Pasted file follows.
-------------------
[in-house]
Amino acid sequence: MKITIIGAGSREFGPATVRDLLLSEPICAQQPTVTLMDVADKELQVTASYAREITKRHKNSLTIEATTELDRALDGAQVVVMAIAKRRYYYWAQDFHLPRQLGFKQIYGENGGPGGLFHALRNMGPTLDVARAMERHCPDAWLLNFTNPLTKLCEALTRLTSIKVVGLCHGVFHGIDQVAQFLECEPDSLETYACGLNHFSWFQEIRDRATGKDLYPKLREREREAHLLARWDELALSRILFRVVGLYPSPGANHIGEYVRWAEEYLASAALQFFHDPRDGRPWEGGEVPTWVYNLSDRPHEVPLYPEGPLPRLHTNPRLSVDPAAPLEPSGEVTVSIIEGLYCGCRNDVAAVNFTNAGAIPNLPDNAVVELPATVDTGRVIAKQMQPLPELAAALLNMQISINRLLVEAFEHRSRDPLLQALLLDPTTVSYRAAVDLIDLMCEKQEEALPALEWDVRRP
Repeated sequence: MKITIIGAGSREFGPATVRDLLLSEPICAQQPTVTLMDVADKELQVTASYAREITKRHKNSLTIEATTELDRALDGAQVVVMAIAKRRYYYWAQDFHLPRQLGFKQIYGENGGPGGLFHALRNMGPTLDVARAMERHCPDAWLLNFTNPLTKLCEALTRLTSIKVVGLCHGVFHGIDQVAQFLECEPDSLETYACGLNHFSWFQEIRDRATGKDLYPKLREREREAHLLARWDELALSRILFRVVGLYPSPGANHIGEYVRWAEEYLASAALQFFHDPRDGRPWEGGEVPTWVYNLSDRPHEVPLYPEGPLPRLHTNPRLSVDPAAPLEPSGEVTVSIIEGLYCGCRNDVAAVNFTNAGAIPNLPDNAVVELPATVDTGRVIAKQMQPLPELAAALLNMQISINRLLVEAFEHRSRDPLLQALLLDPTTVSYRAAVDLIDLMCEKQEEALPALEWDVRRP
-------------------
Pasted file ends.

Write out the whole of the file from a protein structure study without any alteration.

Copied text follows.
[in-house]
Amino acid sequence: MKITIIGAGSREFGPATVRDLLLSEPICAQQPTVTLMDVADKELQVTASYAREITKRHKNSLTIEATTELDRALDGAQVVVMAIAKRRYYYWAQDFHLPRQLGFKQIYGENGGPGGLFHALRNMGPTLDVARAMERHCPDAWLLNFTNPLTKLCEALTRLTSIKVVGLCHGVFHGIDQVAQFLECEPDSLETYACGLNHFSWFQEIRDRATGKDLYPKLREREREAHLLARWDELALSRILFRVVGLYPSPGANHIGEYVRWAEEYLASAALQFFHDPRDGRPWEGGEVPTWVYNLSDRPHEVPLYPEGPLPRLHTNPRLSVDPAAPLEPSGEVTVSIIEGLYCGCRNDVAAVNFTNAGAIPNLPDNAVVELPATVDTGRVIAKQMQPLPELAAALLNMQISINRLLVEAFEHRSRDPLLQALLLDPTTVSYRAAVDLIDLMCEKQEEALPALEWDVRRP
Repeated sequence: MKITIIGAGSREFGPATVRDLLLSEPICAQQPTVTLMDVADKELQVTASYAREITKRHKNSLTIEATTELDRALDGAQVVVMAIAKRRYYYWAQDFHLPRQLGFKQIYGENGGPGGLFHALRNMGPTLDVARAMERHCPDAWLLNFTNPLTKLCEALTRLTSIKVVGLCHGVFHGIDQVAQFLECEPDSLETYACGLNHFSWFQEIRDRATGKDLYPKLREREREAHLLARWDELALSRILFRVVGLYPSPGANHIGEYVRWAEEYLASAALQFFHDPRDGRPWEGGEVPTWVYNLSDRPHEVPLYPEGPLPRLHTNPRLSVDPAAPLEPSGEVTVSIIEGLYCGCRNDVAAVNFTNAGAIPNLPDNAVVELPATVDTGRVIAKQMQPLPELAAALLNMQISINRLLVEAFEHRSRDPLLQALLLDPTTVSYRAAVDLIDLMCEKQEEALPALEWDVRRP